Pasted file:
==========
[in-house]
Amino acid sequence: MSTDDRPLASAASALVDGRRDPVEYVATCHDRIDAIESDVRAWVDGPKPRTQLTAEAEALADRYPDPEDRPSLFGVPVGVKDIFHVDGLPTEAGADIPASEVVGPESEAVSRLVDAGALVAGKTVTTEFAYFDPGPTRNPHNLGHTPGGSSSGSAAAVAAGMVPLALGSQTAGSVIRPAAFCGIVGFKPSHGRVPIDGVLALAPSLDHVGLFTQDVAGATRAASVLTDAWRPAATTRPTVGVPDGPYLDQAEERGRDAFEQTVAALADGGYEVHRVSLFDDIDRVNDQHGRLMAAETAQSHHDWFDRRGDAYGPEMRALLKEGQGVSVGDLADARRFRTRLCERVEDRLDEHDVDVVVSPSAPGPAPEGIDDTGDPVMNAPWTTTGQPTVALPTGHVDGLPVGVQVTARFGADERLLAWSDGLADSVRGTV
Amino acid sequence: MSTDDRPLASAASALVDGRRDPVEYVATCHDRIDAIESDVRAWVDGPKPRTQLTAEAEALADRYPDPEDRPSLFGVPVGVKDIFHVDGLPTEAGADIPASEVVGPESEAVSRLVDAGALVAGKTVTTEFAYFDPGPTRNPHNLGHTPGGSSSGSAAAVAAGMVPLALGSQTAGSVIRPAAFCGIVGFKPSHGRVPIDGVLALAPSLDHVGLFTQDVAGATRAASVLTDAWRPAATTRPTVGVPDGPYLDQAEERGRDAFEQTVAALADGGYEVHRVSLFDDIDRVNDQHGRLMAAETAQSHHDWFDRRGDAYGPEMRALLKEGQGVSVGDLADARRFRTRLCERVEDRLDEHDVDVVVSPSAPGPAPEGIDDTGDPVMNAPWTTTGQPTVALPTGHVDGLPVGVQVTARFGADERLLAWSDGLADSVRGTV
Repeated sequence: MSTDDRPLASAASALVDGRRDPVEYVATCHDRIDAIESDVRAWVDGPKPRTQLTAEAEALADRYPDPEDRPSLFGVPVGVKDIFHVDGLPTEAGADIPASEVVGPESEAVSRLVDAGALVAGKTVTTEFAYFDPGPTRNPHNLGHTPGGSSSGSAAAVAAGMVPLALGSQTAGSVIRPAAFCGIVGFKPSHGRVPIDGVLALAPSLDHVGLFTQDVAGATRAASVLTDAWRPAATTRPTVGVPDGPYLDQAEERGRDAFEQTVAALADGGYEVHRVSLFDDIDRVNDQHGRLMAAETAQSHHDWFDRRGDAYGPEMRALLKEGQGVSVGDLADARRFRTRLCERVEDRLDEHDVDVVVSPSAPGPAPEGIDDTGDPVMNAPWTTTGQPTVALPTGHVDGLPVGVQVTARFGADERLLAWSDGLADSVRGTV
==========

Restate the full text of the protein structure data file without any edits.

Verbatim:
[in-house]
Amino acid sequence: MSTDDRPLASAASALVDGRRDPVEYVATCHDRIDAIESDVRAWVDGPKPRTQLTAEAEALADRYPDPEDRPSLFGVPVGVKDIFHVDGLPTEAGADIPASEVVGPESEAVSRLVDAGALVAGKTVTTEFAYFDPGPTRNPHNLGHTPGGSSSGSAAAVAAGMVPLALGSQTAGSVIRPAAFCGIVGFKPSHGRVPIDGVLALAPSLDHVGLFTQDVAGATRAASVLTDAWRPAATTRPTVGVPDGPYLDQAEERGRDAFEQTVAALADGGYEVHRVSLFDDIDRVNDQHGRLMAAETAQSHHDWFDRRGDAYGPEMRALLKEGQGVSVGDLADARRFRTRLCERVEDRLDEHDVDVVVSPSAPGPAPEGIDDTGDPVMNAPWTTTGQPTVALPTGHVDGLPVGVQVTARFGADERLLAWSDGLADSVRGTV
Amino acid sequence: MSTDDRPLASAASALVDGRRDPVEYVATCHDRIDAIESDVRAWVDGPKPRTQLTAEAEALADRYPDPEDRPSLFGVPVGVKDIFHVDGLPTEAGADIPASEVVGPESEAVSRLVDAGALVAGKTVTTEFAYFDPGPTRNPHNLGHTPGGSSSGSAAAVAAGMVPLALGSQTAGSVIRPAAFCGIVGFKPSHGRVPIDGVLALAPSLDHVGLFTQDVAGATRAASVLTDAWRPAATTRPTVGVPDGPYLDQAEERGRDAFEQTVAALADGGYEVHRVSLFDDIDRVNDQHGRLMAAETAQSHHDWFDRRGDAYGPEMRALLKEGQGVSVGDLADARRFRTRLCERVEDRLDEHDVDVVVSPSAPGPAPEGIDDTGDPVMNAPWTTTGQPTVALPTGHVDGLPVGVQVTARFGADERLLAWSDGLADSVRGTV
Repeated sequence: MSTDDRPLASAASALVDGRRDPVEYVATCHDRIDAIESDVRAWVDGPKPRTQLTAEAEALADRYPDPEDRPSLFGVPVGVKDIFHVDGLPTEAGADIPASEVVGPESEAVSRLVDAGALVAGKTVTTEFAYFDPGPTRNPHNLGHTPGGSSSGSAAAVAAGMVPLALGSQTAGSVIRPAAFCGIVGFKPSHGRVPIDGVLALAPSLDHVGLFTQDVAGATRAASVLTDAWRPAATTRPTVGVPDGPYLDQAEERGRDAFEQTVAALADGGYEVHRVSLFDDIDRVNDQHGRLMAAETAQSHHDWFDRRGDAYGPEMRALLKEGQGVSVGDLADARRFRTRLCERVEDRLDEHDVDVVVSPSAPGPAPEGIDDTGDPVMNAPWTTTGQPTVALPTGHVDGLPVGVQVTARFGADERLLAWSDGLADSVRGTV